A.G. Schneiderman Announces Arrests Of Two Nursing Home Aides Who Failed To Provide Care Resulting In Death Of Elderly Resident
Aide Enlisted Colleague To Cover Up Crime, Both Face Jail Time
Schneiderman: My Office Will Pursue Those Whose Negligence Causes Harm To Our Most Vulnerable Citizens
WHITE PLAINS – Attorney General Eric T. Schneiderman today announced the arrests of Maureen Flowers and Donna Pagan, Certified Nurse Aides at Tarrytown Hall Care Center, for causing the death of an elderly resident by failing to provide care and covering up the crime.
On February 15, 2012, Flowers was assigned to provide care for an 86 year-old-resident of the Care Center who suffered from several debilitating physical ailments that prevented her from walking and rendered her totally dependent upon the staff. Due to her condition, the resident’s care plan required a mechanical lift and two persons to move her from her bed to a wheelchair. Flowers, 53, had been trained extensively in the use of mechanical lifts, including the necessity of two persons in performing any transfer to ensure the safety of the residents.
However, Flowers attempted to transfer the resident by herself with the use of a lift. During the transfer, the resident fell to the floor, suffering fractures to her spine and right leg, a broken nose and bruising to her face. Instead of seeking immediate help, Flowers left her patient bleeding on the floor while she sought out Donna Pagan, 35, and asked her colleague to lie and say she had assisted her as she attempted the transfer.
It was only after Pagan agreed to the cover up that Flowers obtained medical attention for her patient, who died two hours later at Westchester Medical Center. In interviews and written statements provided to supervisory staff of the Care Center, Flowers and Pagan stated that they had both been present during the attempted transfer.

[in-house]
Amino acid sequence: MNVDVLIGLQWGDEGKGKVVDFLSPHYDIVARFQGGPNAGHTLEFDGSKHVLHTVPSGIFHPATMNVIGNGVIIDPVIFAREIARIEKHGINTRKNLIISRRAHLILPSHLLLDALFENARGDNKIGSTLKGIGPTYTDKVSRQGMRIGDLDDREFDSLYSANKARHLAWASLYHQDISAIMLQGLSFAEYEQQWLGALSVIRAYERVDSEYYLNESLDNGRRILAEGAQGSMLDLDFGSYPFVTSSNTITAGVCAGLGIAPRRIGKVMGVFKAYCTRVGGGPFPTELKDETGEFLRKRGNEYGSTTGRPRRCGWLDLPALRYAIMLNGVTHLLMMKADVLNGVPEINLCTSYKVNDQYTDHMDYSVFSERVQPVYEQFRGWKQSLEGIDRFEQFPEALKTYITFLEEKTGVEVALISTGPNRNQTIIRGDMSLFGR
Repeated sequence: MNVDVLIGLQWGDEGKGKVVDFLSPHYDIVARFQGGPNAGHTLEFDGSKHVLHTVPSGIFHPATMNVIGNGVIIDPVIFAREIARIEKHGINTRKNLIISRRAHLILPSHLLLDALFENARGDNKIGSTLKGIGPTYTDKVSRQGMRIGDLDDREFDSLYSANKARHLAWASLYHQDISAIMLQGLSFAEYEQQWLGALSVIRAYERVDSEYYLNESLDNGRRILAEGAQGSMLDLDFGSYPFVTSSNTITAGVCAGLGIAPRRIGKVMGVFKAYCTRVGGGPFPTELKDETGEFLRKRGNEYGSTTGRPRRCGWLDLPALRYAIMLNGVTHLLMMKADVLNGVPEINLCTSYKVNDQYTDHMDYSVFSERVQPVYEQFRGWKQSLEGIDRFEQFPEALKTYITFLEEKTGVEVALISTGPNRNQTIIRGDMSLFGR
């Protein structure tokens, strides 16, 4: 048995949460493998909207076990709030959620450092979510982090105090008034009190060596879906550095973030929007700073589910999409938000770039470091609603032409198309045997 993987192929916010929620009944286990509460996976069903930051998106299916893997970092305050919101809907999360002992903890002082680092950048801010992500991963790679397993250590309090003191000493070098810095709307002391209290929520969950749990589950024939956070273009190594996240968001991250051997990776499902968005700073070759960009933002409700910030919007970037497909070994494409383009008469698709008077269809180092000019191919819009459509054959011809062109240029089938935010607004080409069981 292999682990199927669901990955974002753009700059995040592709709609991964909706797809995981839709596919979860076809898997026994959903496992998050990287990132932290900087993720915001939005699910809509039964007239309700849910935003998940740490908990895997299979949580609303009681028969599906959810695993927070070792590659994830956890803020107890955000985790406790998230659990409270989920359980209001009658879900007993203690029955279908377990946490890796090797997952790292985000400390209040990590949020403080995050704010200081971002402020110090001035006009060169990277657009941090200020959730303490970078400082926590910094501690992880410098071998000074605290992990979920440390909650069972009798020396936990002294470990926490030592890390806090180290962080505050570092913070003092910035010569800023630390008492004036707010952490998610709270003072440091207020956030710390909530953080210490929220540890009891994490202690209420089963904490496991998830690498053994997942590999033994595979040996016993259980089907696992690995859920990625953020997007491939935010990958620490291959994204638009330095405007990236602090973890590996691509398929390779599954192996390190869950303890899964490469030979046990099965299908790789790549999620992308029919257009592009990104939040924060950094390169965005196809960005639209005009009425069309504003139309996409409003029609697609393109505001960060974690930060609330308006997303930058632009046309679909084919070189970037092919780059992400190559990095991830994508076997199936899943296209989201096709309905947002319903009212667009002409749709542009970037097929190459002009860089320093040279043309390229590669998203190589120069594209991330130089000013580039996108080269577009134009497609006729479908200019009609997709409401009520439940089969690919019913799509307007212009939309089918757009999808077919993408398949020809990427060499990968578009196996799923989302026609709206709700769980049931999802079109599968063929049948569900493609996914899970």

“This is a sad and disturbing case of a nurse’s aide who, by ignoring both the rules of the home where she worked and her training, caused the death of one of our most vulnerable citizens,” Attorney General Schneiderman said. “While most nursing home employees work tirelessly to ensure a safe environment for those in need, my office will aggressively pursue those who place seniors in harm’s way and then enlist others to cover up their crimes.”
Flowers, who lives in the Bronx, is charged with Endangering the Welfare of a Vulnerable Elderly Person, or an Incompetent or Physically Disabled Person in the First Degree, a Class D felony. She faces up to seven years in state prison. Pagan, of Peekskill, N.Y., is charged with Falsifying Business Records in the First Degree, a Class E felony. Pagan faces up to 4 years behind bars. The women will be arraigned in Tarrytown Justice Court.
The charges against the defendants are accusations and the defendants are presumed innocent unless and until proven guilty.
The case is being prosecuted by Special Assistant Attorney General William McClarnon of the Attorney General’s Medicaid Fraud Control Unit, under the supervision of Regional Director Anne Jardine, Chief of Criminal Investigations Kelly Donovan and Special Deputy Attorney General Monica Hickey-Martin. The investigation was led by Special Investigator Timothy Connolly, under the supervision of Supervising Special Investigator Paul Greenspan and Chief Investigator Thaddeus Fisher.